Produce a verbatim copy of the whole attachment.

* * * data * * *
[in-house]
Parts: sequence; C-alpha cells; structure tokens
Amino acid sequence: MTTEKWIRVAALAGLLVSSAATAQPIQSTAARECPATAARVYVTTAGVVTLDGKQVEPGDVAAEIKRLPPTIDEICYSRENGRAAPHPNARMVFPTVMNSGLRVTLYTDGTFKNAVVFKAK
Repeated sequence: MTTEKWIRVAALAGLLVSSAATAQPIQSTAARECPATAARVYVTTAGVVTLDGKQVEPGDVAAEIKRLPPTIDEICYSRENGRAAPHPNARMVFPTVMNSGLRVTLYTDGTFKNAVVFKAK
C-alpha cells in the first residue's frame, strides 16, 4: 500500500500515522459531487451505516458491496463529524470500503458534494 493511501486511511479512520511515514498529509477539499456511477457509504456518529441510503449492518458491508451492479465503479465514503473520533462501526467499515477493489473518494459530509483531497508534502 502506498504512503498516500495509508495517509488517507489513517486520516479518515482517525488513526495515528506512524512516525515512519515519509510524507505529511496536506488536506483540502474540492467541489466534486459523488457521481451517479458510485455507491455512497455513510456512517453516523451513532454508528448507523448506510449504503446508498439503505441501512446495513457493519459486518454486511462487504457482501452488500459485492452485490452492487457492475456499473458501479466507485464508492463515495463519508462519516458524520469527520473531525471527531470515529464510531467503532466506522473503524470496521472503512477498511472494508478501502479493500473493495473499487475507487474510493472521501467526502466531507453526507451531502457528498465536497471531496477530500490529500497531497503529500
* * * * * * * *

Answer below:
[in-house]
Parts: sequence; C-alpha cells; structure tokens
Amino acid sequence: MTTEKWIRVAALAGLLVSSAATAQPIQSTAARECPATAARVYVTTAGVVTLDGKQVEPGDVAAEIKRLPPTIDEICYSRENGRAAPHPNARMVFPTVMNSGLRVTLYTDGTFKNAVVFKAK
Repeated sequence: MTTEKWIRVAALAGLLVSSAATAQPIQSTAARECPATAARVYVTTAGVVTLDGKQVEPGDVAAEIKRLPPTIDEICYSRENGRAAPHPNARMVFPTVMNSGLRVTLYTDGTFKNAVVFKAK
C-alpha cells in the first residue's frame, strides 16, 4: 500500500500515522459531487451505516458491496463529524470500503458534494 493511501486511511479512520511515514498529509477539499456511477457509504456518529441510503449492518458491508451492479465503479465514503473520533462501526467499515477493489473518494459530509483531497508534502 502506498504512503498516500495509508495517509488517507489513517486520516479518515482517525488513526495515528506512524512516525515512519515519509510524507505529511496536506488536506483540502474540492467541489466534486459523488457521481451517479458510485455507491455512497455513510456512517453516523451513532454508528448507523448506510449504503446508498439503505441501512446495513457493519459486518454486511462487504457482501452488500459485492452485490452492487457492475456499473458501479466507485464508492463515495463519508462519516458524520469527520473531525471527531470515529464510531467503532466506522473503524470496521472503512477498511472494508478501502479493500473493495473499487475507487474510493472521501467526502466531507453526507451531502457528498465536497471531496477530500490529500497531497503529500